With his fingertips shaking, Ralis pulled on his scarf, trying to tighten it. He frowned as his fingers slipped on the knot and the whole thing came loose. “Father Ralis, do you need help?” a voice called from behind.
Ralis turned in surprise—he was sure nobody had noticed his plight, but here was young Alexander, coming to help him. “I’m not a Father, you know,” he said as he bent forward slightly for the young man.
“I know, I know, but you help us so much you ought to be one,” Alexander said, pulling the scarf tight around Ralis’s neck. Ralis stumbled forward, catching himself on Alexander’s shoulders.
“Sorry,” he said, standing up straight again. “And Alexander, becoming a Father is no simple means, you have to be a devoted student of the faith and serve Rijma’s people with your whole soul.”
“Sounds like you.”
Ralis laughed. “Like me? I’ve hardly studied a day in my life!”
Alexander shrugged. “But you’ve served; a lot. More than anyone I know, even Father Prosbin.”
“Only because I’m older than him,” Ralis replied, turning towards the exit of the dining hall, “that man is far better suited for the job than I.”
Alexander laughed and pushed open the door. As he did, a the winds burst past the building’s boundary and into the room, carrying the frigid air of winter with them along with a few flurries of snow. Ralis peaked his head outside and shivered. “You sure you want to go out in that, grandpa?” Alexander said.
Ralis wheeled around. “I think I preferred Father, even if it is incorrect. Can’t you just call me by my name?”
“Sure thing, 421796.”
Ralis rolled his eyes. “Not even close,” he said, clutching the metal tag around his neck. “My number is 526179.”
He turned back to the winter winds and stepped outside. “Just call me Ralis, alright? While we are Nameless, it is only in the fact that we lack surnames like those on the Upper District; calling someone by their number just seems…” he paused, searching for the right word.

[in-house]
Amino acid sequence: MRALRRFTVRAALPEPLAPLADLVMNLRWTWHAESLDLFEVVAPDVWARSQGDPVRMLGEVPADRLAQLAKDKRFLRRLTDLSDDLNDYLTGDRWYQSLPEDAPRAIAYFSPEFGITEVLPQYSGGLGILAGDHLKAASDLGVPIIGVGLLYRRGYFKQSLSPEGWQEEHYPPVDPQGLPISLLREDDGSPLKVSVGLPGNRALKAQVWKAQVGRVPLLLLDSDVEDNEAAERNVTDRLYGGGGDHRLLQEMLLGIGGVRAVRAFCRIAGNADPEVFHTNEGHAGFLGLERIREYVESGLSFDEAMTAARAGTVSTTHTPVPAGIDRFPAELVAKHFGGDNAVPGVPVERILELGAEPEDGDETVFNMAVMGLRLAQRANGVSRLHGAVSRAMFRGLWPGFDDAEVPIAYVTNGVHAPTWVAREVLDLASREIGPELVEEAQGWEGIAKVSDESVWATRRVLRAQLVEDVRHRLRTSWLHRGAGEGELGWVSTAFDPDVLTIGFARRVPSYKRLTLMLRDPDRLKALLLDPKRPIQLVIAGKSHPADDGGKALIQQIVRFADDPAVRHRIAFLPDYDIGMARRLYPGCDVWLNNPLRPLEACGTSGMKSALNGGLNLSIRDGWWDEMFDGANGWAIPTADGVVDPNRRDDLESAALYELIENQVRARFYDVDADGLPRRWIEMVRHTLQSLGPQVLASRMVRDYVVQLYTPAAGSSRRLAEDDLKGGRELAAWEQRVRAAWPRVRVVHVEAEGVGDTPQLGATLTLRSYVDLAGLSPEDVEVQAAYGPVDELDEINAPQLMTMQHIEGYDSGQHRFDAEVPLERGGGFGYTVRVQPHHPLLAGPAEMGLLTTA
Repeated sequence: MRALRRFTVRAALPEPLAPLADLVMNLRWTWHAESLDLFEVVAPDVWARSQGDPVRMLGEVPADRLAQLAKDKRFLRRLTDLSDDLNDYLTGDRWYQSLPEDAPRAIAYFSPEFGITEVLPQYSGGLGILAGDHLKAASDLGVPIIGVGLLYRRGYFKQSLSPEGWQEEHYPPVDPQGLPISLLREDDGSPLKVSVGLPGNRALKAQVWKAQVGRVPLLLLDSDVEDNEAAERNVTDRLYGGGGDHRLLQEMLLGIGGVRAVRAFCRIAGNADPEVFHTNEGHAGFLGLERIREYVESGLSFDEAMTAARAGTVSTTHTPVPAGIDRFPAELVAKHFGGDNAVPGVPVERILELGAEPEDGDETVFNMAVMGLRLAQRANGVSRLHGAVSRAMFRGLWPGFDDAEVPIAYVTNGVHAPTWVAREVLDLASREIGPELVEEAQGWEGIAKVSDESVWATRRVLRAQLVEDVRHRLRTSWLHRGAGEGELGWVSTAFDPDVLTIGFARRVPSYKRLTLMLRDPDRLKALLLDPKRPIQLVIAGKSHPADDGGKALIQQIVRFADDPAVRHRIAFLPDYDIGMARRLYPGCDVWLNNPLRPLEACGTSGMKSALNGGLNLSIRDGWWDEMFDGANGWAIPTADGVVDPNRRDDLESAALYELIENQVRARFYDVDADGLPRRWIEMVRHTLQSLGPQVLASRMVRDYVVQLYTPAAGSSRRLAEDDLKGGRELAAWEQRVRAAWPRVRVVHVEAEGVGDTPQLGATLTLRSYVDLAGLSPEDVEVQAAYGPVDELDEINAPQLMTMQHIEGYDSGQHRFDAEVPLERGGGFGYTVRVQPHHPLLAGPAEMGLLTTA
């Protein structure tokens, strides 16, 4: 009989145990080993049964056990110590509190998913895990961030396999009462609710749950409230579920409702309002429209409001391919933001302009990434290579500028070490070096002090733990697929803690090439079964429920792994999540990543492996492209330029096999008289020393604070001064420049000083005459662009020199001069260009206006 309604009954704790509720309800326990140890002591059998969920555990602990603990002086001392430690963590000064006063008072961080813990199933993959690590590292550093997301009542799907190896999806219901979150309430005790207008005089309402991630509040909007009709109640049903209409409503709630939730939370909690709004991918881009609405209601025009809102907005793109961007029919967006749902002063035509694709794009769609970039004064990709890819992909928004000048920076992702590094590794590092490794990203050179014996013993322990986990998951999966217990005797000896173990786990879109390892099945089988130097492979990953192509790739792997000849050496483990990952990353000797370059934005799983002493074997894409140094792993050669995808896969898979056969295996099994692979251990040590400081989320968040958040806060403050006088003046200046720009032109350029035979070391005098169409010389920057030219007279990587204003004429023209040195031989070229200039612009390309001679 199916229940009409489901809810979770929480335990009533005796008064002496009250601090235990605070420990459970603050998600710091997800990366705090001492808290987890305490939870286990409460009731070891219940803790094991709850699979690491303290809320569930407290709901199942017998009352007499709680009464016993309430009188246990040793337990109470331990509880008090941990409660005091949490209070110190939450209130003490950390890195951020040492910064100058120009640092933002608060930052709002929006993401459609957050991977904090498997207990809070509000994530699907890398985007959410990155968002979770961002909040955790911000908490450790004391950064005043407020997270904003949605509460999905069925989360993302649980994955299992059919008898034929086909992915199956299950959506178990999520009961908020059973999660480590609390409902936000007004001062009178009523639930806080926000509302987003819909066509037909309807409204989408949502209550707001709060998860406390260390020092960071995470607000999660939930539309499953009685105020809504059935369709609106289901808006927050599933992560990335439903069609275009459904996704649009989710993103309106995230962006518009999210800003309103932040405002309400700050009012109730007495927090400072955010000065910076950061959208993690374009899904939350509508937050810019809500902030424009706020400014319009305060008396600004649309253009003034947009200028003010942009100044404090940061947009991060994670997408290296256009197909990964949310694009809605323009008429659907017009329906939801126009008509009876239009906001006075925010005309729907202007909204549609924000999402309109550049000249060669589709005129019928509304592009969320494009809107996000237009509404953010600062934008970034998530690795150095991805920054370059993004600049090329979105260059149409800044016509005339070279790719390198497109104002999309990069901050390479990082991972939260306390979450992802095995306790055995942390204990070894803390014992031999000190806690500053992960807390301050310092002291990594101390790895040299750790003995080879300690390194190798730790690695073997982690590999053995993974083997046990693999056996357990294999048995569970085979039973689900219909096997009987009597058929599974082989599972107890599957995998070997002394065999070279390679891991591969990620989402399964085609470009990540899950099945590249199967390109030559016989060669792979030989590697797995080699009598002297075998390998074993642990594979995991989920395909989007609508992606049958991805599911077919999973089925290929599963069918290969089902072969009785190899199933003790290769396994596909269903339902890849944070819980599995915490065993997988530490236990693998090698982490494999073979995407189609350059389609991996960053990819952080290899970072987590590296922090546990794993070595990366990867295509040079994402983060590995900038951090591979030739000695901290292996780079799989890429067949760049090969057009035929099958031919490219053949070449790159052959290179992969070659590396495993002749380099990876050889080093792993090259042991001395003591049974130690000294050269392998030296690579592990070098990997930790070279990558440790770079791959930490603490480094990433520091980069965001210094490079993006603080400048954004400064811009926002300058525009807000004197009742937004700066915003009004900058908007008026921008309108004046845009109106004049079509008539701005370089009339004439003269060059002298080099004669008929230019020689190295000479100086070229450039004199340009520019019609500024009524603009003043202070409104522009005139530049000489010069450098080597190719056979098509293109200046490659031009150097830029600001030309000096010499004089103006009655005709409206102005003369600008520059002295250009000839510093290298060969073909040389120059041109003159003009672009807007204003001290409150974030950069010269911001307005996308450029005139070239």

“Inhumane?” Alexander offered.
“Improper,” Ralis chided, pulling up the flaps of his trench coat through the tighten scarf for an extra buffer against the winds.
“Whatever you say,” Alexander said. “Be safe out there, would you?”
“Stop treating me like an old man,” Ralis shot back as he clutched the rail leading down the steps to the road.
Alexander laughed behind him as he closed the door.
Ralis reached the bottom of the stairs and rubbed his hands, noting how sore they felt. “Stupid thing, aging,” he muttered as he stepped into a roundabout alley that he knew would not only block the winter winds but lead him home quicker.
As he walked, he sighed at the sight of the slums around him. He’d always known that their society lacked regard for the type of people that lived here, and while he did his best to help out, he felt that unless something was done soon, there would be a lot more to deal with than theft and vandalism, he’d be surprised if he didn’t see the streets of the Capitol running with blood one of these days.
He nodded to a few homeless gathered around a small fire as he rounded a corner then paused. Ahead of him was the small form of a child, wearing nothing but a sackcloth bag. From what he could tell, she looked no older than six or seven. He called out but the child ignored him, continuing down a different pathway.
A child shouldn’t be out in this cold, he thought, starting down the entrance of the alley he’d seen the girl disappear down, but stopped, finding a stack of boxes and crates in his way. To their side was a small hole, which he presumed the child went through. It wasn’t big enough for him, but he could see down it well enough and thought he saw the girl slipping into the darkness of the next street.